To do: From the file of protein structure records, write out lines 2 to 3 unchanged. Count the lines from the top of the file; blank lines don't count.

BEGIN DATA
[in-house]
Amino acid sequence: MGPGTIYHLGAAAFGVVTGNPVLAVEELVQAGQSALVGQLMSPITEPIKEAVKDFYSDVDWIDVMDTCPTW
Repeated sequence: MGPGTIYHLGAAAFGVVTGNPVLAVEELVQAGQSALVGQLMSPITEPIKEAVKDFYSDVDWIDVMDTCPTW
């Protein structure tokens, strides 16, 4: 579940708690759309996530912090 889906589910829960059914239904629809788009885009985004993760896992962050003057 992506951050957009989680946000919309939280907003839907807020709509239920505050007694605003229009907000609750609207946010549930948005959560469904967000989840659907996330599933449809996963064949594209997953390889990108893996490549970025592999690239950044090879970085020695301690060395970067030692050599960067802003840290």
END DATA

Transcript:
Amino acid sequence: MGPGTIYHLGAAAFGVVTGNPVLAVEELVQAGQSALVGQLMSPITEPIKEAVKDFYSDVDWIDVMDTCPTW
Repeated sequence: MGPGTIYHLGAAAFGVVTGNPVLAVEELVQAGQSALVGQLMSPITEPIKEAVKDFYSDVDWIDVMDTCPTW